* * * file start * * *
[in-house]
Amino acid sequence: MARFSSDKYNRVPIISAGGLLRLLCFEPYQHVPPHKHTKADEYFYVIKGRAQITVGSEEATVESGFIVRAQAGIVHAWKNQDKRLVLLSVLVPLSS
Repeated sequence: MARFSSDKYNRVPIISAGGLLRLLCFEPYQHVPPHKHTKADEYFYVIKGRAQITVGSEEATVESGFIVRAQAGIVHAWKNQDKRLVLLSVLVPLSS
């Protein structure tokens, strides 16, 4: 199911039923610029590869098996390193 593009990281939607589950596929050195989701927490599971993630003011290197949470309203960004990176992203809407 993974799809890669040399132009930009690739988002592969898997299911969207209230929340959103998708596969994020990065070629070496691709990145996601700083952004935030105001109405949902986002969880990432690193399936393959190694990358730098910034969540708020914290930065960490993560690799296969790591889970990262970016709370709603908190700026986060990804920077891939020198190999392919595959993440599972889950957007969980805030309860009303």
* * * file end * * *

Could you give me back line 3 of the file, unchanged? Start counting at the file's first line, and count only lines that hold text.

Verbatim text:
Repeated sequence: MARFSSDKYNRVPIISAGGLLRLLCFEPYQHVPPHKHTKADEYFYVIKGRAQITVGSEEATVESGFIVRAQAGIVHAWKNQDKRLVLLSVLVPLSS